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In March, India was declared polio-free. There is now an even greater scourge that India must battle: Open defecation. It kills more infants each year than those who became sick with polio each year in the 1980s, when polio was much more common. If open defecation is so much worse than polio, why have we not yet had a campaign to address the problem? This is because our leaders mistakenly think that open defecation is a problem of infrastructure — one that can be solved by building toilets.
This is wrong. Most people in India can afford to build latrines — if poorer Bangladeshis and Africans can afford to build and use latrines with no help from the government, so can richer Indians. India’s problems with open defecation fundamentally stem not from a lack of toilet access, but from the fact that too many people in rural India do not want to use toilets.
We are part of a research team that recently surveyed over 3,000 rural households about their sanitation behaviour. In four north Indian states, almost half of households that have a working latrine have at least one person who defecates in the open. Half of people who do so told interviewers that they do so because it is pleasurable, comfortable and convenient.
Just as Pulse Polio workers went door-to-door to convince parents to accept vaccines, the campaign to end open defecation must build a workforce to educate people about the importance of using a toilet. Just as cricketers, celebrities and national leaders used the media to convince people to vaccinate their children against polio, they must reach the masses with the message that open defecation is not acceptable.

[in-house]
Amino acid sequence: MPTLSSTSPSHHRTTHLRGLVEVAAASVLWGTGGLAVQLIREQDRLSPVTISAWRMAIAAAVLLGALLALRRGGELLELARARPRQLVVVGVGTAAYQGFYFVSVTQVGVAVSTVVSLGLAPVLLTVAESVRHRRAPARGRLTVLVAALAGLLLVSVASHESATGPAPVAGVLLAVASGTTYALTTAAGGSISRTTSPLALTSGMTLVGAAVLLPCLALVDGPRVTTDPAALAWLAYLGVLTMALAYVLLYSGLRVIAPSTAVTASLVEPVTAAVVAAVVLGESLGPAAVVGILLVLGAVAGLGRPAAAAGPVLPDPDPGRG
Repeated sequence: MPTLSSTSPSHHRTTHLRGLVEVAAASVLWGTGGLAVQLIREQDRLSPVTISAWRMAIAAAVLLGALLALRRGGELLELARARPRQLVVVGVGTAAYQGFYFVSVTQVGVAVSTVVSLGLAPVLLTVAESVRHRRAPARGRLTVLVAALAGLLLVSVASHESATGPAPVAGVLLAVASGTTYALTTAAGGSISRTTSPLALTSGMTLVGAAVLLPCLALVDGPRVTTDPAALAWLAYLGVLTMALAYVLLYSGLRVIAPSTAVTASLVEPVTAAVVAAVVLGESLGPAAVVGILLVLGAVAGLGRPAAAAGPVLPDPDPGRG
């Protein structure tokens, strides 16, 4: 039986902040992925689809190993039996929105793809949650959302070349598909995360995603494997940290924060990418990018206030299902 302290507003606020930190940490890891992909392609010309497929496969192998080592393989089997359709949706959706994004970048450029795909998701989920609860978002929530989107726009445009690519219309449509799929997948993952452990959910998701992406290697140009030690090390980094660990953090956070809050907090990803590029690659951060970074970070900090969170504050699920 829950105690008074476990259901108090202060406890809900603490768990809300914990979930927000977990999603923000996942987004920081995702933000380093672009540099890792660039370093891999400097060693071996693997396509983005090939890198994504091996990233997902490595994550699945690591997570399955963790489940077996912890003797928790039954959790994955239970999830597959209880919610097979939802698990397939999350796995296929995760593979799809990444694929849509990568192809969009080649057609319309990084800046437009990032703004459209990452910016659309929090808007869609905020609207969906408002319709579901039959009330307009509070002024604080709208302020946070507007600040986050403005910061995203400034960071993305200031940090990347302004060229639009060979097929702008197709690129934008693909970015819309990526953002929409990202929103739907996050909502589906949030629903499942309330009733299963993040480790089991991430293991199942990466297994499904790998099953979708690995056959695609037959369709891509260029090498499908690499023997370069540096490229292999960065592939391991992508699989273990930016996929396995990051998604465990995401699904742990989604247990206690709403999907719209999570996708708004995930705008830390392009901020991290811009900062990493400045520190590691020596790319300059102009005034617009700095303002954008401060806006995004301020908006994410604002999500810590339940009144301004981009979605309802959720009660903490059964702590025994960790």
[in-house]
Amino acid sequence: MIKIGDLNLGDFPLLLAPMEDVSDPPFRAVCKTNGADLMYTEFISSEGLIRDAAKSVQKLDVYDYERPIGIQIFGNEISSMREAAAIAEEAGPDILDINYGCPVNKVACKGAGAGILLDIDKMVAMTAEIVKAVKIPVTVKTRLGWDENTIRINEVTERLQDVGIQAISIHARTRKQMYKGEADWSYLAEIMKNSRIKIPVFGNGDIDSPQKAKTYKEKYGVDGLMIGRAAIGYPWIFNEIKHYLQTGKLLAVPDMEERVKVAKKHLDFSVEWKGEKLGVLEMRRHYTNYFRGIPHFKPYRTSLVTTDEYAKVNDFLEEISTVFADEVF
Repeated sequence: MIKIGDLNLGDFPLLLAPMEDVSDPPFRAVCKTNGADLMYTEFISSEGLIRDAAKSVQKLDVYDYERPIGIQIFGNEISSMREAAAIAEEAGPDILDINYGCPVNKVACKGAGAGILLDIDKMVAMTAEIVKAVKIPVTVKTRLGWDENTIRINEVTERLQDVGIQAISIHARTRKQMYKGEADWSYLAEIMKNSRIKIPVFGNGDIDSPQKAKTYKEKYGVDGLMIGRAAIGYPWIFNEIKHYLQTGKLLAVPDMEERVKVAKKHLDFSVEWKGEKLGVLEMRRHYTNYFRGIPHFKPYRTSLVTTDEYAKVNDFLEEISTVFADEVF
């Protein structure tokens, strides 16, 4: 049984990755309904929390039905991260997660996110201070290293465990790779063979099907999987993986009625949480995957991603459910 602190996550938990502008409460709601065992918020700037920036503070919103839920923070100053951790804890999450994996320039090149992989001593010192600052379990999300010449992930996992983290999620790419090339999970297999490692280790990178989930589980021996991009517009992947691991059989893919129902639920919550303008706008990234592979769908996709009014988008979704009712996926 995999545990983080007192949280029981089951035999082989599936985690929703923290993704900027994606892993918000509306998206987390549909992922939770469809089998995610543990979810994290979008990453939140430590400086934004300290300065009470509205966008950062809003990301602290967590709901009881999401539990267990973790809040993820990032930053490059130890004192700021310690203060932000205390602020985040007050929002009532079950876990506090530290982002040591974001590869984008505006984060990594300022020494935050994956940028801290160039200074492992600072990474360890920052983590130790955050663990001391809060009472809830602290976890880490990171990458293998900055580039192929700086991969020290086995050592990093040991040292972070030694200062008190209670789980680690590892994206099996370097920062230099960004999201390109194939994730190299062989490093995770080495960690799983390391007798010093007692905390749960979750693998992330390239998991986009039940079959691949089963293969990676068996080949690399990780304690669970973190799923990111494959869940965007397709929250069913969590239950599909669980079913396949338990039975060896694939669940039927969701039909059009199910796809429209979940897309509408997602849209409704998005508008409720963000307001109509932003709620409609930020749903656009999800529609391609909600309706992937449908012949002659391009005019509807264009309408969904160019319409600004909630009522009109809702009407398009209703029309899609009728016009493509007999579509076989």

Open defecation is killing children, stunting growth, and holding India back from a more developed future. We don’t need the government to build a toilet in every house; what India needs is a ‘toilet use’ revolution. The NDA has declared its goal of eliminating open defecation in India by 2019. But no sooner was the goal announced than a debate began: Will the government be able to achieve it? We are optimistic that it can — if it breaks with old policies, and launches a ‘latrine use’ revolution. If the budget announces a plan to build more latrines without a plan to promote their use, then the government will likely earn praise for appearing to keep its sanitation promise — but it will be falling into the trap that doomed past policies. Nothing short of a campaign to end open defecation — on the scale of Pulse Polio — will reach this urgent goal.
Diane Coffey and Dean Spears are visiting economists at the Centre for Development Economics at the Delhi School of Economics
The views expressed by the authors are personal